dispersed a crowd of Hindus preparing to attack Christians. On
Monday some 500 angry Hindus took revenge on the police by torching
the police station and firing at the police as they fled, shooting
one fatally. This Hindu anti-Christian pogrom continuing in Orissa
is also erupting in Karnataka, Kerala, Madhya Pradesh, Uttar
Pradesh and Jharkhand states. In Karnataka on Sunday morning 14
September, Hindu extremists launched virtually simultaneous attacks
on at least 14 churches across the three coastal districts of
Dashina Kannada, Udupi and Chikmagalur. Tensions are especially
high in Mangalore where there has also been rioting. Militants have
promised more attacks and the BJP state government is launching an
investigation into organisations that use foreign funds to
allegedly forcibly convert Hindus to Christianity. The situation is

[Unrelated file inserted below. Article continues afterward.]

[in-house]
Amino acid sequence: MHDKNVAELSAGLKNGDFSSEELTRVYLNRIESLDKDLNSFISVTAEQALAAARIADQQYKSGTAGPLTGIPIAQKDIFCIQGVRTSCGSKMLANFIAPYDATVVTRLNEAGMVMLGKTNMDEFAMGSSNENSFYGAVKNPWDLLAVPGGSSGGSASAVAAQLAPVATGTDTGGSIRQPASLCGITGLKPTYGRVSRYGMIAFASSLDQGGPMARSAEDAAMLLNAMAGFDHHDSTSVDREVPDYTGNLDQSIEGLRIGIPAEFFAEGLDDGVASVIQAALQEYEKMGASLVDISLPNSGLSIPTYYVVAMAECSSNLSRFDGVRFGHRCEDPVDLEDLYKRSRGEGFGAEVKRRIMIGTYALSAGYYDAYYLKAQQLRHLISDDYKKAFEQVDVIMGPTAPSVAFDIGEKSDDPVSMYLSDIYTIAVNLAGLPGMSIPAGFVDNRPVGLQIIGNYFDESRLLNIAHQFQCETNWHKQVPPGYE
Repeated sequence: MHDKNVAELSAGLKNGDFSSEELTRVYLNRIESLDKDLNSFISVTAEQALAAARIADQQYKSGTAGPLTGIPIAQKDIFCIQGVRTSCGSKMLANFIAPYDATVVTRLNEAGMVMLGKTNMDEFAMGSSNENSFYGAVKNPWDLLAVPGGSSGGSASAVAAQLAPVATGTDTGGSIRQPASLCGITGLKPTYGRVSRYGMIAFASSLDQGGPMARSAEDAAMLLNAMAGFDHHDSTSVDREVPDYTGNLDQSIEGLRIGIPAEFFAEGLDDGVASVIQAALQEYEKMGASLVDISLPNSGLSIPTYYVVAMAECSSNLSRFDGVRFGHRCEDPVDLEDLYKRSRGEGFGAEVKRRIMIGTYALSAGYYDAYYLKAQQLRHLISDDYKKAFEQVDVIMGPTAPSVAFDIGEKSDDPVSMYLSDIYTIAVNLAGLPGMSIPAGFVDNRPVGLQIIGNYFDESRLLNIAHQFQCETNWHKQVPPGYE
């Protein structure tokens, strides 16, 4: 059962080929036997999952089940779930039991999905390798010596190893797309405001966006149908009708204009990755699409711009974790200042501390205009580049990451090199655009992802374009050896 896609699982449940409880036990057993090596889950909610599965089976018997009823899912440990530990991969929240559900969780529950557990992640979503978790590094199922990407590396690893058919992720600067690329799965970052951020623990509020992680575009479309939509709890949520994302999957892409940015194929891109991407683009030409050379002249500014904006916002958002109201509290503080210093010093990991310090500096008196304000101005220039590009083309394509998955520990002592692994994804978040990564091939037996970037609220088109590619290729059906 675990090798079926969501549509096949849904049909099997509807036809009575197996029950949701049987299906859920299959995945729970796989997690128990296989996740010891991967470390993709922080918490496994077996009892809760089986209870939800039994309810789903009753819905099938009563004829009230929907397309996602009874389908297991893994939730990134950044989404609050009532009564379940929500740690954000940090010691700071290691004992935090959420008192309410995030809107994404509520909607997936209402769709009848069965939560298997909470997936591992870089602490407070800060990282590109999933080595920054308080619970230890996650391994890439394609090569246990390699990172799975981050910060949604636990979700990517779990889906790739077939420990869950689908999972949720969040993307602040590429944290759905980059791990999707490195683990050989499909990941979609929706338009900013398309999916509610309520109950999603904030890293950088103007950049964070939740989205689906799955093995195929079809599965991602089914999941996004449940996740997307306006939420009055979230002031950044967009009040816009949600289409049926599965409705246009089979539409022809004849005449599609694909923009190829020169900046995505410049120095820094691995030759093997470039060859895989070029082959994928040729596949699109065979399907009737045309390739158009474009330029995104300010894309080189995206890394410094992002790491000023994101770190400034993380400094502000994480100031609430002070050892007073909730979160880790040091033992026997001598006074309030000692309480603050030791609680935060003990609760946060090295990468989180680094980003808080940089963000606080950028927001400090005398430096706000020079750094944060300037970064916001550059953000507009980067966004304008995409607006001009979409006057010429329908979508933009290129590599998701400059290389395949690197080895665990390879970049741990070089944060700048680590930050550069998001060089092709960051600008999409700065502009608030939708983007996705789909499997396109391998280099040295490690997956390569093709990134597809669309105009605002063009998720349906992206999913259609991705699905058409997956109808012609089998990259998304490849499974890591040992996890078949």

extremely serious.

PLEASE PRAY for God to still this growing, spreading storm of Hindu
anti-Christian violence (Matthew 8:25,26) and enlighten Indians to
the dangers of Hindu nationalism.

* Selected scenes of this devastation in India may be viewed on our
webpage -- click on
< http://www.ea.org.au/ReligiousLiberty/India.aspx >.

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The WEA Religious Liberty Commission sponsors this
RL Prayer List to help individuals and groups pray
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issues, and in particular to uphold the Church
where it is suffering persecution.

RL Prayer is moderated by Ron Clough, a commissioner
of the WEA RLC and convenor of the Australian EA RLC.
Elizabeth Kendal researched and authored this message.